Tower of London 32m by train, 29m by car
Buckingham Palace 18m by train, 13m by car
London City Airport 49m by train, 44m by car
Heathrow Airport 40m by train, 40m by car
North with Camden Town
East with Fitzrovia
South with Mayfair
West with Paddington
Imagine living in ever-busy Central London but in a private, secluded, and cosy home. And Marylebone is the area that boasts just that: luxury residential properties on high streets and thriving central areas next door.
Let's explore the area's community, transport links, dining scene, and property market settings and discuss several handy tips from locals.
The core thing defining the community is people. And residents in Marylebone are undoubtedly colourful and memorable, from classy independent shop owners to weekly farmer's market sellers.
But it seems everyone knows each other and together create a so-called small-town vibe that is something worth experiencing yourself. Even several celebrities call Marylebone their home. However, they tend to keep to themselves a little more.
There are also many visitors in Marylebone, but the area is not overcrowded with tourists like many other iconic London areas are.
One of the core attractions of Marylebone is its authentic music scene.
Wigmore Hall hosts more than 450 artists per year, while there are multiple smaller venues for other creatives. Artists and painters likewise feel at home in the area, thanks to modern theatrical events at The Cockpit and older paintings at The Wallace Collection.
Being a residential hotspot in Central London, Marylebone offers a wide range of transport links and an efficient location. Instead of listing the stations or options, let's see the average commute times that residents in Marylebone have.
The City is only 3.7 miles away, with the fastest commute of 20 minutes by transit. Canary Wharf is 7 miles to the East. It will take you half an hour to get there by transit, also the fastest option. Westminster sits 2.6 miles away, which is just a 15-minute bike ride.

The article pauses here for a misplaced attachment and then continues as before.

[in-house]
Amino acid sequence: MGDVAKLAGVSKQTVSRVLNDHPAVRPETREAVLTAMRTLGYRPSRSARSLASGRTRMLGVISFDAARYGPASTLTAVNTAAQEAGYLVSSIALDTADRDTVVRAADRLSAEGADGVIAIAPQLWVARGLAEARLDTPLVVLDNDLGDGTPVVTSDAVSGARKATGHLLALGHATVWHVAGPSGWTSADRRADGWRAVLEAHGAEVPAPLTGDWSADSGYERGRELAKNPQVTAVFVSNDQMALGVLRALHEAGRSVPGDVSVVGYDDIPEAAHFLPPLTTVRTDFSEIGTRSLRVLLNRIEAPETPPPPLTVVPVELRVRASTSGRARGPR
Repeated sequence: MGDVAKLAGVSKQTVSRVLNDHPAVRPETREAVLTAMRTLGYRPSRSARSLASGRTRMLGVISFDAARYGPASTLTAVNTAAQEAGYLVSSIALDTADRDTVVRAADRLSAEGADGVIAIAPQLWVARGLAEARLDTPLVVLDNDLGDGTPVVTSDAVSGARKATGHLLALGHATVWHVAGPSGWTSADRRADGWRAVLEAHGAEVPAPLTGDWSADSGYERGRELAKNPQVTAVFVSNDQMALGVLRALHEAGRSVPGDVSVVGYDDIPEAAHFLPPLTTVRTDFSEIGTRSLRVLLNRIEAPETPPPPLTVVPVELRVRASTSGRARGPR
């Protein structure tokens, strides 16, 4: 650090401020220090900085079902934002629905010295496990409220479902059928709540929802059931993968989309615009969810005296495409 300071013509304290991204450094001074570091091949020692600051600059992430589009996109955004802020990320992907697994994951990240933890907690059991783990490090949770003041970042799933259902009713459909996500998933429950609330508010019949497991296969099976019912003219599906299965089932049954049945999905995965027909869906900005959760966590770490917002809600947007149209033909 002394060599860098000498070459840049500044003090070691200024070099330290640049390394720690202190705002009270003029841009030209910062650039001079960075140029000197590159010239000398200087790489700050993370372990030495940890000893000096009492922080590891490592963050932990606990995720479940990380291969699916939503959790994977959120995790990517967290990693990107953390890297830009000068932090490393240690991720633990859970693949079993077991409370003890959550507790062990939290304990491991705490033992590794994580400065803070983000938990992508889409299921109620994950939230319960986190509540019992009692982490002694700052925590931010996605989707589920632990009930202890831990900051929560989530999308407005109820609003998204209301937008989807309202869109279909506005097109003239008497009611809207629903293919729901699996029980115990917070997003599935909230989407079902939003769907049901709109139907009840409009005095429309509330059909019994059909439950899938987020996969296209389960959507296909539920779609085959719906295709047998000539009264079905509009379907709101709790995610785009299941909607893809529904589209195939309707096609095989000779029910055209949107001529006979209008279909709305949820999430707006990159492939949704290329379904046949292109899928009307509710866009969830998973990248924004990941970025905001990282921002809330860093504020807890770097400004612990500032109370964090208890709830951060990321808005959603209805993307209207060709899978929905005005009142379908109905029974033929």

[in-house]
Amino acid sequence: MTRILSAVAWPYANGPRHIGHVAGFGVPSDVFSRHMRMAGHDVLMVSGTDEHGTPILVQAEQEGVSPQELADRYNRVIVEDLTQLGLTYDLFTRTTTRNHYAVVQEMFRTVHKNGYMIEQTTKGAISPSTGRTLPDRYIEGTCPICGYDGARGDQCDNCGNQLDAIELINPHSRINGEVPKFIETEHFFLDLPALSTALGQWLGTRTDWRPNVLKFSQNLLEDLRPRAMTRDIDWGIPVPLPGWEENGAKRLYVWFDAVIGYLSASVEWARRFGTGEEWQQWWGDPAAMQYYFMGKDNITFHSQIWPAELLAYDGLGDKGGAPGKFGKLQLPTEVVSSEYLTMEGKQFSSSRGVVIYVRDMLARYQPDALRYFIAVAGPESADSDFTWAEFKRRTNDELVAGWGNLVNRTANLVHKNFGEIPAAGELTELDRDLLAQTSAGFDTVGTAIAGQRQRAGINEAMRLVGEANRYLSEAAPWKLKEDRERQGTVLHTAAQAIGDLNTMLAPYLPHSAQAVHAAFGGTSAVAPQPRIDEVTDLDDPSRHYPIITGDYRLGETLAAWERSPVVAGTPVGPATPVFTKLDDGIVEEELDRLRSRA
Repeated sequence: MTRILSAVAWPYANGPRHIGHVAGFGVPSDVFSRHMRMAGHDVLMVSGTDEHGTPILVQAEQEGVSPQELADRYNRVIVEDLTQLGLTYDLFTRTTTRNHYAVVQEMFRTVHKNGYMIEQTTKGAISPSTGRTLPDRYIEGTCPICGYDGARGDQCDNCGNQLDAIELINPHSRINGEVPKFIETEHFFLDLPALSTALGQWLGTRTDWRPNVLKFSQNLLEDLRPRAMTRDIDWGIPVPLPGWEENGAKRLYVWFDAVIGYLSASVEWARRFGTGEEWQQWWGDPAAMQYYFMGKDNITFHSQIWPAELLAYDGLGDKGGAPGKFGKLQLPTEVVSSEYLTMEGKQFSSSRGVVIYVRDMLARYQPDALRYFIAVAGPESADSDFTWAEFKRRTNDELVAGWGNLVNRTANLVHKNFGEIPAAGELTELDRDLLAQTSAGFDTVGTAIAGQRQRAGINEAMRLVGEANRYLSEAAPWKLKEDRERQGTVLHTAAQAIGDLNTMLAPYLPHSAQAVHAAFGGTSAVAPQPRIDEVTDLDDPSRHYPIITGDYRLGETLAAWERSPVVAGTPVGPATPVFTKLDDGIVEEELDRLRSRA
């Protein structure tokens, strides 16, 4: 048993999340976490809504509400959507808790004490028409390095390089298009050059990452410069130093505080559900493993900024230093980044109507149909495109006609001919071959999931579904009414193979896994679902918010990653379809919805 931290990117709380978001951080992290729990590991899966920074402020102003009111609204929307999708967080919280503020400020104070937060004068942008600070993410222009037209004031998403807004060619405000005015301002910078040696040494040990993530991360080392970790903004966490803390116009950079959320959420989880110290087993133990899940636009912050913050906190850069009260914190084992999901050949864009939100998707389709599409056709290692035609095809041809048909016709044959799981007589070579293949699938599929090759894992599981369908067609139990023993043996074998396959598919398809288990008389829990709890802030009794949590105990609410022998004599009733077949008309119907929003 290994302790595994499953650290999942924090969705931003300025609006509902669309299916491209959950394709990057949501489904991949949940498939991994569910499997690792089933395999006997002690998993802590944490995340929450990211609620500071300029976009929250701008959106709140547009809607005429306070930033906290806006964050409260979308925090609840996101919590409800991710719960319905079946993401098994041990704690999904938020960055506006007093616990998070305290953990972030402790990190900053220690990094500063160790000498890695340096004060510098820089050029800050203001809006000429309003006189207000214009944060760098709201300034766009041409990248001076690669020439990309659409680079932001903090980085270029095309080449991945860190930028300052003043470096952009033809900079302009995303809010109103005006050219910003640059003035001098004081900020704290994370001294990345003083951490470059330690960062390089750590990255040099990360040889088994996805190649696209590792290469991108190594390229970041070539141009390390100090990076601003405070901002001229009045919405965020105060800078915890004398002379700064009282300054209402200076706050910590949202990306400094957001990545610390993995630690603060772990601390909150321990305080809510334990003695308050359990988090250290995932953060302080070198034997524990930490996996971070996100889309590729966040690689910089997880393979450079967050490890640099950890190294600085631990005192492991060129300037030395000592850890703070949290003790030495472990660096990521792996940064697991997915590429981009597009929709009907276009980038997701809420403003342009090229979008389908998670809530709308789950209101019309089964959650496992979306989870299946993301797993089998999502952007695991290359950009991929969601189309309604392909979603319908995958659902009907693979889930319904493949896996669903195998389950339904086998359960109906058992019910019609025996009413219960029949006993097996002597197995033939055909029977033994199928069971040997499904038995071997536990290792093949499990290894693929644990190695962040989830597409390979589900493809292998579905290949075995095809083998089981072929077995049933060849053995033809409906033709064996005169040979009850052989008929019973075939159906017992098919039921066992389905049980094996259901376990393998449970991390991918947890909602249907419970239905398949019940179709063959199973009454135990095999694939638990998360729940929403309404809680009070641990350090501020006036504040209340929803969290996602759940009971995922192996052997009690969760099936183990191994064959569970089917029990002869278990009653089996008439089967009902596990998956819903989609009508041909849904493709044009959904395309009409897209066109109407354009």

Most of the action goes on the high street of Marylebone, where residents and locals enjoy authentic cafés, bakeries, coffee shops, and several top-tier retailers. The Conran Shop is a case in point, with its catchy home goods and designer items.
The dining scene in Marylebone is vast. It will take you hours to explore all of them, and it is not needed. Lots of places offer something that you most likely find tasty and exciting to try, as options range from affordable ethnic food to luxury Michelin star-rated spots. And more restaurants and cafés are regularly popping up in Marylebone, so anyone will find a snack to challenge taste buds.
Magnificent period homes make up most of the property scene in Marylebone. They might be single-family homes, but most have been transformed into multi-family apartments. It makes them a decent option for singles and couples moving to Marylebone.
Once, all property in the area belonged to one powerful family, so most homes look similar and have a consistent design. What's more, many of them come with vistas of striking private gardens.
Generally, the prospect of living in Marylebone has been attracting many locals and foreigners for several years. As a result, the area welcomes several top-tier developers who deliver new-build homes, making the neighbourhood one of the most active new-build property hotspots in London. Walk toward Gloucester Place, and you will find more new-build homes and student living corners.
This museum won’t need an introduction. This place pays homage to Sherlock Holmes, the world-renowned fictional detective created by Sir Arthur Conan Doyle.
Locals and visitors come to see the famous study where Sherlock solved the most complex crimes. There is also a book where visitors can leave their name and date of a visit if they want to.
Be sure to visit the market in Marylebone as it will highlight any visit to the area. It opens on Sunday and is a trendy foodie hotspot.
Pick up ready foods or get produce and have a picnic in the nearby Paddington Street Gardens — can a Sunday night get any better?